But driving 3,650 days without a license? That’s such a weird slip, it’s hard to process. Avoiding an easy responsibility reveals something weird about someone’s character.

“I’m pretty surprised,” Ellen Connally, the Cuyahoga County council president, told the Dispatch. “Every citizen has to comply with the law. I don’t understand what the slip-up was.”

Exactly. FitzGerald seems to think he’s above the law. The average voter might've forgiven the story of him and the Irish lady, especially since nothing was proven. But avoiding a rule everyone else has to follow hurts any candidate, and especially a former FBI agent and prosecutor. FitzGerald rose to the top of local politics by riding the backlash against the Dimora-Russo corruption scandal. He was the anti-Dimora, the stern stickler for law and ethics. How’s that look now?

When FitzGerald’s been successful as county executive, it’s when he was tightly focused on a task. He seemed driven, even obsessed, with advancing a reform agenda and doing the opposite of what the old government had done. He got the inspector general in place fast, cut the county’s payroll and real-estate holdings and sold the albatross Ameritrust complex.

But when FitzGerald didn’t want to bother with something, you could tell. He went near-AWOL on the stadium sin tax this spring, reluctantly endorsing it but skipping a council hearing and the campaign kickoff. After it passed, he came out with a belated “win tax” proposal, a ham-handed attempt to harness both anti-sin-tax sentiment and fans’ resentment of Cleveland sports loserdom. It got him on sports talk radio, but it was dead on arrival at county council.

In the governor’s race, too, his once-sharp sense of political timing seems off. His reformer persona didn’t seem to translate statewide – even before his car trouble. His campaign often comes off as a series of Democratic clich├ęs, an outdated attempt to revive the anti-Senate Bill 5 coalition of 2011. Sure enough, he hasn’t caught on with the swing voter; the latest poll has him down 12 points.

Maybe the license debacle is a metaphor for FitzGerald’s ultra-ambition. He’s impatient, a man in a hurry who doesn’t stay in one job long. But three months to election day, it's looking like the voters, like a stern BMV clerk, are going to send him to the back of the line.

Saturday, August 2, 2014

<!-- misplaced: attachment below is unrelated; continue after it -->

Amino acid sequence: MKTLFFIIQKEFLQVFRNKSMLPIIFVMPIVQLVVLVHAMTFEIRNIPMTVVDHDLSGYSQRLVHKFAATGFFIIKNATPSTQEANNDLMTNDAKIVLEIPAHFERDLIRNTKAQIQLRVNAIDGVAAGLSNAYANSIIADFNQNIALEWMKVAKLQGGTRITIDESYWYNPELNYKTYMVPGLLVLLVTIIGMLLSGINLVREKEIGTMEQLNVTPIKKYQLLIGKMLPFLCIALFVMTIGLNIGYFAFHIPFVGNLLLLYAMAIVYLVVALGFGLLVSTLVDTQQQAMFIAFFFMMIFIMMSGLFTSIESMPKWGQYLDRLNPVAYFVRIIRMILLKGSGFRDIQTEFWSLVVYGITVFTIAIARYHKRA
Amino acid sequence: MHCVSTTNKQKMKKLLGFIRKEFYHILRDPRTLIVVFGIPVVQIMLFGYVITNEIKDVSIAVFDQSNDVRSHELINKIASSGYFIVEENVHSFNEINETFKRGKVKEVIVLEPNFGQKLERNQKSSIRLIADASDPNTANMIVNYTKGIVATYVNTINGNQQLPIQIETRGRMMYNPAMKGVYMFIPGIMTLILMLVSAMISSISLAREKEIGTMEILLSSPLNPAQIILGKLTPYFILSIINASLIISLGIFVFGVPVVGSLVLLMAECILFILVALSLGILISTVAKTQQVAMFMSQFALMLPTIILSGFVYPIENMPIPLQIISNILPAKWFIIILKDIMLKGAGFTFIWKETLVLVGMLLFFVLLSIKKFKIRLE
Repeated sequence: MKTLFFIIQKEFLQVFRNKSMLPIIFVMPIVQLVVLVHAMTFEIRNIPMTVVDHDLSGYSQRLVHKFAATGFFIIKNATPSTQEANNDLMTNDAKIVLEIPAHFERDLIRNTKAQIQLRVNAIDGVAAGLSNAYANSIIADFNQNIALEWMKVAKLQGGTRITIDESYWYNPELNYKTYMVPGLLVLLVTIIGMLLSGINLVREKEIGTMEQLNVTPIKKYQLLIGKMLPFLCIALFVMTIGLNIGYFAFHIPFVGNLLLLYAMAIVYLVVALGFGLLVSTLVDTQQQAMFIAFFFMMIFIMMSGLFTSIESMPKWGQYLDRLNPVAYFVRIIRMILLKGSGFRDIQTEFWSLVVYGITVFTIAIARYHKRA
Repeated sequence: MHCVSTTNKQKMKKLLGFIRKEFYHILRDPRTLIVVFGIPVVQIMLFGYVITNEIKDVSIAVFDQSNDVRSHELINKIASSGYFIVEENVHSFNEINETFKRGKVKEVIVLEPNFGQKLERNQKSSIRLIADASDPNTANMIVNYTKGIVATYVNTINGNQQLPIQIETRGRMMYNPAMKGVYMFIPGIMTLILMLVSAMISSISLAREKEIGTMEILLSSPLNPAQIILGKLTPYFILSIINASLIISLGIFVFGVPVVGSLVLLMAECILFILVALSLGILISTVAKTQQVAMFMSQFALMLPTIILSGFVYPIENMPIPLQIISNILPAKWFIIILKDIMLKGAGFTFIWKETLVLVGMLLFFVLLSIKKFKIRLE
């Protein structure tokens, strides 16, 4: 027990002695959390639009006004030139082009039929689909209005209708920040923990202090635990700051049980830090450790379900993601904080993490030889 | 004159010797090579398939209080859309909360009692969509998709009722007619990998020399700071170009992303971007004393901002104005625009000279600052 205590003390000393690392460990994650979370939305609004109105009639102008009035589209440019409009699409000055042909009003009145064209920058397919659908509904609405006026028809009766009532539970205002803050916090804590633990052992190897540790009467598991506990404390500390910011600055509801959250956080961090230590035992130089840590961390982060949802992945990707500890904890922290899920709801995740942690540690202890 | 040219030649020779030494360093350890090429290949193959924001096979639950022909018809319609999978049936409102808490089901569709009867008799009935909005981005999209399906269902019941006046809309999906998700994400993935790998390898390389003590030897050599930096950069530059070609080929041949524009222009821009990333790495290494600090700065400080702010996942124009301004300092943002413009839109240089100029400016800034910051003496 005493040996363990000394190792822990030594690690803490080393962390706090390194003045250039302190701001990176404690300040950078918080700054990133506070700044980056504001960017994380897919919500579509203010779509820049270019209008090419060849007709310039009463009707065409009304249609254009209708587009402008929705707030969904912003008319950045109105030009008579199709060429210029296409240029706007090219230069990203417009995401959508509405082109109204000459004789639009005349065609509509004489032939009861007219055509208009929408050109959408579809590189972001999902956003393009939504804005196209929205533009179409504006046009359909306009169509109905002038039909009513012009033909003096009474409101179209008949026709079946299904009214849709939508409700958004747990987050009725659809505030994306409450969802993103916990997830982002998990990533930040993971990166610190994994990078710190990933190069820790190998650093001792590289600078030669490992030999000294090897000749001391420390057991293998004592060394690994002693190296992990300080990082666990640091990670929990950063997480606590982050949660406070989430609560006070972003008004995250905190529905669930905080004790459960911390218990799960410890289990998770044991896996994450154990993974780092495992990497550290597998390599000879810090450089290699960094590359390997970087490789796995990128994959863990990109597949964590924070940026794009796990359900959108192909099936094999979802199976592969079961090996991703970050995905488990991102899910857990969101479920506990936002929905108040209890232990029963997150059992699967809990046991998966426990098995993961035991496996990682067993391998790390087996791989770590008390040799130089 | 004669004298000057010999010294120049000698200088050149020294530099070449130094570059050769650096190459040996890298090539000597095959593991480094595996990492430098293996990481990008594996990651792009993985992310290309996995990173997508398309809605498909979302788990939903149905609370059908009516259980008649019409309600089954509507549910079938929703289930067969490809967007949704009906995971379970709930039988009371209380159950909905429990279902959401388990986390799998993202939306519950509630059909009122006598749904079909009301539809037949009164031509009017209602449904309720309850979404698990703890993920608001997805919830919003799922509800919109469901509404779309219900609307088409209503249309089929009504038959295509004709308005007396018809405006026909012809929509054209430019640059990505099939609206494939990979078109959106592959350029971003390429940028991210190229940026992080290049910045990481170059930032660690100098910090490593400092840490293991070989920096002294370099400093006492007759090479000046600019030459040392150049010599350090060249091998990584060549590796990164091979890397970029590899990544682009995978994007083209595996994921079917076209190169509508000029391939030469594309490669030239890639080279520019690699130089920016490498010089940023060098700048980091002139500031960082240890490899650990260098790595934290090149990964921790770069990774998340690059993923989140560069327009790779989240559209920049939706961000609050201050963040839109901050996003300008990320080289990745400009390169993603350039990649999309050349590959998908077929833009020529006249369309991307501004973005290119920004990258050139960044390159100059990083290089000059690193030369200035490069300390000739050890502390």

FitzGerald and the Irish woman: Who cares?

Soon after Cleveland.com published its story about Ed FitzGerald’s encounter with the Westlake police, the social media snark flew back from Washington, D.C.

“‘She’s part of a delegation from Ireland’ could become 2014’s ‘hiking the Appalachian Trail,’” tweeted one DC reporter.

FitzGerald held a press conference, denied doing anything unseemly, and blamed the story on Republican dirty tricks. His friend says the same.

So the Plain Dealer article leaves readers puzzling — do we believe FitzGerald’s story? He’s giving a friend a ride, in the very early morning, she can’t remember where her hotel is, so they pull over to make calls.…

Who cares?

We all know a bit about sex and human weakness. So let’s assume, for argument’s sake, that FitzGerald and the lady doth protest too much.

So what?

FitzGerald didn’t break a law. He wasn’t cited for anything. The cop wrote, “FitzGerald and friend just talking.” How is an inconclusive police report news?

I’m trying to imagine how Ted Diadiun, the Plain Dealer’s apologist reader representative, will defend the story tomorrow.

Perhaps he’ll say newspapers aren’t “gatekeepers” anymore, that the Republican Governors Association and others were asking for the police report, that it was probably going to come out anyway. Again, so what? Opposition researchers often collect every piece of dirt they can. Their political bosses use some of it and choose not to use some of it. Just collecting it isn’t news.

{Update, 8/9: Here's Diadiun's defense of the story: "It is fair to question the judgment of a candidate for the state's highest office who allows himself to be put in such a compromising position." Sounds like he's saying the press should not just expose infidelity, but even the appearance of infidelity.}

Maybe some Democrats will close their checkbooks and ask why FitzGerald ran for governor with this police report out there. Maybe some moralistic swing voters will say a potential governor shouldn’t be in a parking lot with a woman at 4:30 a.m., whatever the reason. “Judgment questions,” the Plain Dealer calls it.

I don’t buy it. The paper’s story strikes me as a rather empty exercise in sexual investigative reporting.

Whether or not FitzGerald’s friend from Ireland is just a friend has nothing to do with capital punishment, taxes, schools, job growth, local government funding, or anything else the governor does. It’s just gossip. Who cares?

Wednesday, July 23, 2014

Civic Commons holds an East Cleveland merger forum -- and it doesn't go well

Photos by Anthony Price
There are some problems that “thought leaders,” “facilitators,” and whiteboards filled with talking points can’t fix.